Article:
I am, and have always been, a ‘fake it ‘til you make it’ kinda gal. If you interview me for a job, I promise you, you’ll think i’m the coolest, most self-assured, confident person you’ve met all day. If I have to do some filming (for work, nothing exciting), again, this strange part of my personality comes out and suddenly i’m relaxed, have presence, and am ready to go, instantly. Yet in my everyday life, I am embarrassingly self-conscious and unassured.
I’m not confident about the way I look, the things I say, or my own abilities. At times it is exhausting having to ignore the various thoughts in my head persistently reminding me what a useless, unattractive person I am, and just get on with my life and whatever the task at hand. I could write paragraphs about all the things wrong with me physically, from always being just a little too fat for my liking, to my eyebrows being uneven and consequently giving my face a lopsided appearance. I question my own abilities constantly. Despite being consciously aware that i’ve performed well in my first job, I still can’t shake the feeling of not being good enough. I persistently worry that i’m not creative enough to be in my industry or clever enough to keep up with the competition. I worry that i’ll amount to nothing. It’s incredibly tiresome.
I wish I was as confident as the girl I become in a job interview, or the girl that suddenly springs to life when asked to talk on camera, but i’m not, and I fear I never will be. I think I could look like Gigi Hadid and hold a doctorate from Oxford University, and i’d still think I was a piece of shit.
I’ve thought long and hard about where all my insecurities have come from. Physically, I think i’ve always felt unattractive next to my friends, and that has stayed with me throughout my life. I always felt like the chubby, ugly friend. I’ve never seen the film The Duff (what a horrible concept, by the way), but my first, my very first thought upon hearing about it was “that’s me, i’m the Duff.”
Growing up I was always a little chubbier than my friends. My mum has always been very weight conscious (even though she’s tiny, I might add) and so I think I was probably quite conscious of my body from a fairly early age. I even felt so unattractive next to them I started avoiding going to the local ‘nappy night’ at a club in my hometown. My friends all got their first ‘proper’ boyfriends before me, leading me to believe I was even more hideous than i’d initially suspected. To me, they felt like goddesses, goddessing their way through life, and I was merely their average companion. They were Beyonce, I was Jay Z.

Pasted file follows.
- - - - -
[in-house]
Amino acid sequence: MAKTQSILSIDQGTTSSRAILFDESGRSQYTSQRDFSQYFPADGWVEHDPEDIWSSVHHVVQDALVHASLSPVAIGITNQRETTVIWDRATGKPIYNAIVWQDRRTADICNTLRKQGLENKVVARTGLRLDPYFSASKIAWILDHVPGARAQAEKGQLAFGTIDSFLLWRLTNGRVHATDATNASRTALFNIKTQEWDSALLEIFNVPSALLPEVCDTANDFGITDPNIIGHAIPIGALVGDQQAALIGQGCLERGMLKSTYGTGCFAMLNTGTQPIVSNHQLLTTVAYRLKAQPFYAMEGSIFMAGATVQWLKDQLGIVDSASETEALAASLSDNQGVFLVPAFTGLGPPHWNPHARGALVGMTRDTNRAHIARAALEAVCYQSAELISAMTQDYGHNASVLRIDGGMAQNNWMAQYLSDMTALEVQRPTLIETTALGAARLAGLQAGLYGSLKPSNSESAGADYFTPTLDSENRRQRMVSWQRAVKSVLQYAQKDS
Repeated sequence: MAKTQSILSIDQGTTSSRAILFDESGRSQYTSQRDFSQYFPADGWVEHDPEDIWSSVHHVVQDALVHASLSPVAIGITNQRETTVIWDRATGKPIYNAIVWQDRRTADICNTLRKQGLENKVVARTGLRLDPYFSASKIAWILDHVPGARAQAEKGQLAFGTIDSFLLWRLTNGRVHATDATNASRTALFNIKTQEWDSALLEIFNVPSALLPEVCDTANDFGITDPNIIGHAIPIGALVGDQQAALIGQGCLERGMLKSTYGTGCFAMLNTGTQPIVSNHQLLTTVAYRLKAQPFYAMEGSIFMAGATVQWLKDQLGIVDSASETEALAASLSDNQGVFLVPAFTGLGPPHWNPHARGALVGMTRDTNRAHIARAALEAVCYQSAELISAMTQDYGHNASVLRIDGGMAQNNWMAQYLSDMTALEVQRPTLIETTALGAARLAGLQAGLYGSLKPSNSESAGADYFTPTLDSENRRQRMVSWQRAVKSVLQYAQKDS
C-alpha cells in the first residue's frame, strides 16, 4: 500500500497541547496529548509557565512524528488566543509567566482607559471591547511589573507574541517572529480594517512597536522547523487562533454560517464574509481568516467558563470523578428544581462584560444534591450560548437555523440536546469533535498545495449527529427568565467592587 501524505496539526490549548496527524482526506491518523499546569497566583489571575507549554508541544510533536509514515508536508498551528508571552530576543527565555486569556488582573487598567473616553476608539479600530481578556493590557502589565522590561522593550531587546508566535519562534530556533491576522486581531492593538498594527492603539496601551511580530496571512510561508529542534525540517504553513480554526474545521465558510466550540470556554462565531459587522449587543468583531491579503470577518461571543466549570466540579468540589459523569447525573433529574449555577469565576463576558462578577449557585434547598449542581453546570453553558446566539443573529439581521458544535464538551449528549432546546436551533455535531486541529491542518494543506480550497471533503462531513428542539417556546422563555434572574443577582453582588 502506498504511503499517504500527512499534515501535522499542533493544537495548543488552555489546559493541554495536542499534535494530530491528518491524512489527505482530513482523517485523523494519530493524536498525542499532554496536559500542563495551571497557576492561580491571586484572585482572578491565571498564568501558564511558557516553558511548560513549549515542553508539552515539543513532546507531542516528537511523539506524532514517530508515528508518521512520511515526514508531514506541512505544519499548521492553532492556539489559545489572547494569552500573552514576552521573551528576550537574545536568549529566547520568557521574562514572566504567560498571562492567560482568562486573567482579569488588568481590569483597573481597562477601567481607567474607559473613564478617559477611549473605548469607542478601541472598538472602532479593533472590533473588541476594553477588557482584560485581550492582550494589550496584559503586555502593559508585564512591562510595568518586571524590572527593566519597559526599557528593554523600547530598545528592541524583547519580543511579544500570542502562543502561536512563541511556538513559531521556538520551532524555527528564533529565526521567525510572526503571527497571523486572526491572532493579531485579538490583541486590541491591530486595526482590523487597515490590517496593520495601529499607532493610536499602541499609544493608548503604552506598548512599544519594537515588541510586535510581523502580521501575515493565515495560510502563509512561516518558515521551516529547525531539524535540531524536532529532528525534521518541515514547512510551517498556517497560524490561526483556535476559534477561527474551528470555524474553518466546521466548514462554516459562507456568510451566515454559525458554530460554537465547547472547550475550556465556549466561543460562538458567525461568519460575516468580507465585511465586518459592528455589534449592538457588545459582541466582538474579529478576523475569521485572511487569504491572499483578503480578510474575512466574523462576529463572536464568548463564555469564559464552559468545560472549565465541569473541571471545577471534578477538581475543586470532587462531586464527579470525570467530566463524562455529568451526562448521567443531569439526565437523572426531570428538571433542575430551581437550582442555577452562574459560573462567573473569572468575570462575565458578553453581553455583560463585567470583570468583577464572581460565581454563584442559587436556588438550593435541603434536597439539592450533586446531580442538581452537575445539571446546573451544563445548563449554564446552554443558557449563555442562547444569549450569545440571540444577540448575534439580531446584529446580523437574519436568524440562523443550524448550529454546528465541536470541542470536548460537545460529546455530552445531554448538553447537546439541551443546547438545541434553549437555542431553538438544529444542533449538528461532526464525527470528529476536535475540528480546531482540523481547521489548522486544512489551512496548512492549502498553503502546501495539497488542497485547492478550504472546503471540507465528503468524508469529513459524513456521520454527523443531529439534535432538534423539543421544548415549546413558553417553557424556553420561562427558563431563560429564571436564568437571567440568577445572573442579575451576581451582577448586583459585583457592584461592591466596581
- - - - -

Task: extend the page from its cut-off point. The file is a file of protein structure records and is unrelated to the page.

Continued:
Mental insecurities are little harder to pin down because there’s more evidence to support my not being stupid than being stupid. I never tried hard at school. I never really revised for my GCSEs or A levels, but I still did pretty well. That said, I got into the university I did because I took a gap year and went during the year that the fees went up (an example of my brilliance right there), and consequently universities were letting in any old riff raff. I think because i’d kind of conned my way in, I never felt as clever as my friends that had got a place through achievement and merit, rather than sheer bloody luck. I did well in the end, and in some cases better than my friends, but because of my confidence issues, it never mattered how well I did, the fact was, I wasn’t worthy from the get go. Any achievement must’ve be luck.
Confidence is an incredible quality. It’s a quality that draws people in and encourages a following. It’s so attractive to be confident. You can feel what it’s like to be around confident people; the chances are they’re leading the conversation, or making thought-through and insightful points. Perhaps they’re just standing around, but they’re probably standing tall and looking amazing even in the grubbiest of clothes. I see girls who are bigger than me rocking outfits that I would never wear because i’m too “fat”, and yet they look phenomenal. I’ve tried to do that, I really have. But every time I wear something a little revealing, say, a crop top and some jeans, i’ll spend the entire night tugging up my jeans trying to cover my midriff, aggressively breathing in every time I sit down. I’ve since decided it’s just not worth it. Perhaps i’m destined for loose dresses and shirts forever.
I wonder if my confidence will grow as I get older. It’s certainly improved since I was a teen, so it follows that as I get older and move through my career i’ll become more confident in my abilities as more evidence gathers that i’m not completely useless. However, i’m not sure i’ll ever be confident in my physical appearance. If I ever make lots of money i’m sure i’ll feel better about the way I look because i’ll botox my face until I can’t form expression, and i’ll pay for a personal trainer to kick my arse into shape, but really, that does nothing to solve the root of the problem. No matter how much body positivity dances around the internet, no matter how often I hit the gym or plaster make-up on my face, I just can’t see myself ever embracing my looks.
All that said, there are worse things in life, and as i’ve grown up, I’ve realised looks are not the most important personal quality. Kindness, emotional strength and intelligence, for example, vastly outstrip looking gorgeous first thing in the morning. It’s just a shame it’s so easy to forget in a world so utterly obsessed with the way we look.